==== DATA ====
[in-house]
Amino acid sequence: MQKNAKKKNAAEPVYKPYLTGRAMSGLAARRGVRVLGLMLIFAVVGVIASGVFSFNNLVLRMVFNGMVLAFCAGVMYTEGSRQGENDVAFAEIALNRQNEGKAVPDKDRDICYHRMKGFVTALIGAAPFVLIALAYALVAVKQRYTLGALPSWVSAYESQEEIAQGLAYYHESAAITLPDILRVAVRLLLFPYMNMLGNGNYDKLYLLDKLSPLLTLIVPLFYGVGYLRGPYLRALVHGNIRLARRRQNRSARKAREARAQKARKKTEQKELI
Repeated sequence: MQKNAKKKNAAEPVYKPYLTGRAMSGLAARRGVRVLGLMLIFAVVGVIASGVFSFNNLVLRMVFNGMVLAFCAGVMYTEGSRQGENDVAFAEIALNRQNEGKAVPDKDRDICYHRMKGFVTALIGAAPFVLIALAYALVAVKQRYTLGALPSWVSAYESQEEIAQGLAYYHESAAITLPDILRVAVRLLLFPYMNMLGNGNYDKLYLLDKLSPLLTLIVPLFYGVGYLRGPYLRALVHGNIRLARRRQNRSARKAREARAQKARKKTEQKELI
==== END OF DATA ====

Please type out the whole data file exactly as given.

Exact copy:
[in-house]
Amino acid sequence: MQKNAKKKNAAEPVYKPYLTGRAMSGLAARRGVRVLGLMLIFAVVGVIASGVFSFNNLVLRMVFNGMVLAFCAGVMYTEGSRQGENDVAFAEIALNRQNEGKAVPDKDRDICYHRMKGFVTALIGAAPFVLIALAYALVAVKQRYTLGALPSWVSAYESQEEIAQGLAYYHESAAITLPDILRVAVRLLLFPYMNMLGNGNYDKLYLLDKLSPLLTLIVPLFYGVGYLRGPYLRALVHGNIRLARRRQNRSARKAREARAQKARKKTEQKELI
Repeated sequence: MQKNAKKKNAAEPVYKPYLTGRAMSGLAARRGVRVLGLMLIFAVVGVIASGVFSFNNLVLRMVFNGMVLAFCAGVMYTEGSRQGENDVAFAEIALNRQNEGKAVPDKDRDICYHRMKGFVTALIGAAPFVLIALAYALVAVKQRYTLGALPSWVSAYESQEEIAQGLAYYHESAAITLPDILRVAVRLLLFPYMNMLGNGNYDKLYLLDKLSPLLTLIVPLFYGVGYLRGPYLRALVHGNIRLARRRQNRSARKAREARAQKARKKTEQKELI